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Nvidia expands its automotive influence

Tom Geggus | 13 Apr 2021

About the author

Tom Geggus

Journalist

As a journalist for Autovista Group's Daily Brief, Tom covers a wide variety of stories from across the automotive industry. From sales figures to the development of technology, he wants to know what is driving the industry.

The automotive industry is undergoing a monumental period of change. Megatrends like digitisation, sustainability, and electromobility are transforming how a car is designed, built and powered. This means suppliers are also changing as carmakers require more advanced and specialist know-how.

A primary example is the accelerated computing company Nvidia, which first made its name at the turn of the century in the PC-gaming market. Now it is working with Volvo Cars, Zoox and SAIC on the next generation of AI-based autonomous vehicles. Its Omniverse platform is even being used by BMW Group to plan complex manufacturing systems. As Jensen Huang, founder and CEO of Nvidia, said: ‘Transportation is becoming a technology industry.’

254 trillion operations per second 

Volvo, Zoox and SAIC have joined the growing number of transportation companies using the latest Nvidia Drive system. The tech company’s pipeline for the system now totals more than $8 billion (€6.7 billion) over the next six years, which it says reflects the growing range of next-generation vehicles.

‘Besides having amazing autonomous driving and AI technologies, vehicles will be programmable platforms to offer software-driven services. The business models of transportation will be reinvented,’ Huang said. ‘Our design wins demonstrate how Nvidia is partnering with one of the world’s largest and most impactful industries to help revolutionise the future of mobility.’

Volvo will expand its collaboration with the company to use its Nvidia Drive Orin system-on-a-chip (SoC) technology. This will work with software developed in-house by the carmaker and its own software company Zenseact, to power autonomous-driving systems in its next-generation models. The SoC is capable of carrying out 254 tera (or 254 trillion) operations per second (TOPS), which will be essential given the enormous amount of computing power needed for autonomous driving.

Volvo will deploy Orin based on its SPA2 modular vehicle architecture, with the upcoming XC90 front-lining what the SoC can do. The carmaker’s new platform will be available as hardware-ready for autonomy from the beginning of production. Highway Pilot, Volvo’s ‘unsupervised autonomous driving feature,’ will be activated when verified as safe for individual geographic locations and conditions.

‘We believe in partnering with the world’s leading technology firms to build the best Volvos possible,’ said Henrik Green, chief technology officer. ‘With the help of Nvidia Drive Orin technology, we can take safety to the next level on our next generation of cars.’

Robotaxis and EVs

Robotaxi company Zoox is also developing with the help of Nvidia’s technology. The ‘mobility-as-a-service’ (MaaS) provider recently unveiled its Nvidia Drive-powered, purpose-built, bi-directional robotaxi designed for urban areas.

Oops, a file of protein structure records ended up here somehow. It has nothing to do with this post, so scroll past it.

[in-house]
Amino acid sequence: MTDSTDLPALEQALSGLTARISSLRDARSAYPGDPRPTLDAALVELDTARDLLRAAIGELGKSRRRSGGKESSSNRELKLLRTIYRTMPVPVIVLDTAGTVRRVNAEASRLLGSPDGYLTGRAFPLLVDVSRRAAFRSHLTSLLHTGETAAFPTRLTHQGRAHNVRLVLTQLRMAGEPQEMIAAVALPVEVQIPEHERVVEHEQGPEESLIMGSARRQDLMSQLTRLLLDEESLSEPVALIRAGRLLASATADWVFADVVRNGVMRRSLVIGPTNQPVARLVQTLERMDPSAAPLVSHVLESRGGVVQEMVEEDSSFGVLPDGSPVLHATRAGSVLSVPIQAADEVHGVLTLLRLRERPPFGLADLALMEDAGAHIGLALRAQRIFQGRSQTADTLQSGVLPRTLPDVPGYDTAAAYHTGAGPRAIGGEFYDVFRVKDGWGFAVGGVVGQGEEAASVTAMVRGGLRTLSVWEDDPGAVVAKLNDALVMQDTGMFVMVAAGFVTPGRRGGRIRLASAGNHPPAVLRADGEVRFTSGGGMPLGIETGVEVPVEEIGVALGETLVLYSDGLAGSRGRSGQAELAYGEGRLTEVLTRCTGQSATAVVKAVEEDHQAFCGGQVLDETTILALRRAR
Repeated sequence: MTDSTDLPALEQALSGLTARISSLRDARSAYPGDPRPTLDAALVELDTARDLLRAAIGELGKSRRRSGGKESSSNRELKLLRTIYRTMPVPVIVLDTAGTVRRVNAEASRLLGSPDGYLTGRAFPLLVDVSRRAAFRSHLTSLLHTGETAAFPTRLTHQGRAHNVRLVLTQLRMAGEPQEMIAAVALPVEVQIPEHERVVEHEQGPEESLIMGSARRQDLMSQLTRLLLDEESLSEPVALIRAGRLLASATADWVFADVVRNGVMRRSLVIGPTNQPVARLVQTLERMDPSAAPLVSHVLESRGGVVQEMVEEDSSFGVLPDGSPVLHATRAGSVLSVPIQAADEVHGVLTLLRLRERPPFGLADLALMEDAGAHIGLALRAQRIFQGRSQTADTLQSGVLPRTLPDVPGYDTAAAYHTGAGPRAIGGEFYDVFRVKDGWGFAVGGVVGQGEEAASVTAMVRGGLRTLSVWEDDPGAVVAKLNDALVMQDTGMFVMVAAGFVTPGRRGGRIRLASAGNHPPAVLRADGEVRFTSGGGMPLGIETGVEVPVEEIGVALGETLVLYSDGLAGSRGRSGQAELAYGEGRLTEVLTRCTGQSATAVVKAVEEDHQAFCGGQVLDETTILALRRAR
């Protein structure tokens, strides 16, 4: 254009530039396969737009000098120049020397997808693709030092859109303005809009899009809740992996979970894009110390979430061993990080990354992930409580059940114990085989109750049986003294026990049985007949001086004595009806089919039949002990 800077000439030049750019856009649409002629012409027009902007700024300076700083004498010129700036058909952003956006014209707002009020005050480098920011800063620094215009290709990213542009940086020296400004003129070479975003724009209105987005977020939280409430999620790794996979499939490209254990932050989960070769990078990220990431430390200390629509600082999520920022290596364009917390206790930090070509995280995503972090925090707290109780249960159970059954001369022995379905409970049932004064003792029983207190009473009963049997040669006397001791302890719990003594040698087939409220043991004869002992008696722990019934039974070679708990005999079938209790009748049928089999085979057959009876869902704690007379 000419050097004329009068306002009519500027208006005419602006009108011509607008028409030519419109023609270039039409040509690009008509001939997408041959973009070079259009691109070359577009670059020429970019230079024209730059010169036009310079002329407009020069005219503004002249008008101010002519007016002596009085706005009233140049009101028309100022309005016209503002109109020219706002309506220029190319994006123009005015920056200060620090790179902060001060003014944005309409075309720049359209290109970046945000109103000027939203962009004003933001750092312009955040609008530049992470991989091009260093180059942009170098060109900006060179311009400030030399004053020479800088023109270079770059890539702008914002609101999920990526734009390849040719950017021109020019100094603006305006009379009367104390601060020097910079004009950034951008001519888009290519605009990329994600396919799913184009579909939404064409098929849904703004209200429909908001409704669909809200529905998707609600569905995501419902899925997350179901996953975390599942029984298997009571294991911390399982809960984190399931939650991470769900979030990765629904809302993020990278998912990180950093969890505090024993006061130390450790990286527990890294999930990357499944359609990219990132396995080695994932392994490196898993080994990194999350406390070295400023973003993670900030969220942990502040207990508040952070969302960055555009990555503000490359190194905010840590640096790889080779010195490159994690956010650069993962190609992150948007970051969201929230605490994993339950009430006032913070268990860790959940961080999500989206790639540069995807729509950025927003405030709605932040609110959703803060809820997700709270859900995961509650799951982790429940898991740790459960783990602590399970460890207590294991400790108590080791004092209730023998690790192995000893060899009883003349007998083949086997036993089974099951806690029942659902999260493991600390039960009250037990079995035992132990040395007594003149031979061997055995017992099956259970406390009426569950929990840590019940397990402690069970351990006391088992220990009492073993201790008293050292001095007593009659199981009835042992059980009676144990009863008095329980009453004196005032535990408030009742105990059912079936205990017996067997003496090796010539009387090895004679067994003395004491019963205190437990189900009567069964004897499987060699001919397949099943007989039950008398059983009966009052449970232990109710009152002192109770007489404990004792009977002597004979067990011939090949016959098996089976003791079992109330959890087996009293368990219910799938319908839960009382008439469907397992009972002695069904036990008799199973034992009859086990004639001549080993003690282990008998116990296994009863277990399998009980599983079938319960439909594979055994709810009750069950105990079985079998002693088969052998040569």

Chinese MaaS provider, Didi, also announced it is adopting Nvidia Drive for its entire autonomous driving test fleet. These two companies will join the ranks of other robotaxi builders already developing on these advanced systems, including Pony.ai and Auto X.

An increasing number of new companies will also use Nvidia Drive Orin to build software-defined vehicles, including Chinese carmaker, SAIC. Its R Auto family will feature the R-Tech advanced intelligent assistant, powered by Orin to run perception, sensor fusion and prediction for automated driving features in real-time. Its premium IM brand will deliver long-range electrically-chargeable vehicles (EVs) with help from the system. This line-up will include a sedan and an SUV with autonomous parking and other automated-driving features.

Virtual factory planning

Nvidia is also working with BMW to create a new approach to planning manufacturing systems with its Omniverse platform. This virtual factory mapping tool integrates planning data and applications, allowing for real-time collaboration.

‘Together we are about to make a huge leap forward and open up completely new perspectives in the field of virtual, digital planning,’ said Milan Nedeljković, BMW board member for production. ‘In the future, a virtual representation of our production network will allow us to realise an innovative, integrated approach to our planning processes. Omniverse greatly enhances the precision, speed and, consequently, the efficiency of our planning processes.’

While virtual factory planning is nothing new, it does require the import of data from various applications. This can be time-consuming as well as complicated owing to compatibility issues. In future, the platform will allow live data to be collected and collated from all databases to create a joint simulation. A new level of transparency will enable teams to plan complex systems with greater speed and accuracy.

Developers at BMW will be able to visualise the entire planning lifecycle for every plant in the global production network. This will be supported by a wide range of AI-capable applications, from autonomous robotics to predictive maintenance and data analysis.

‘I am delighted that BMW is using Nvidia Omniverse to connect their teams to design, plan and operate their future factories virtually before anything is built in the physical world,’ said Huang. ‘This is the future of manufacturing.’

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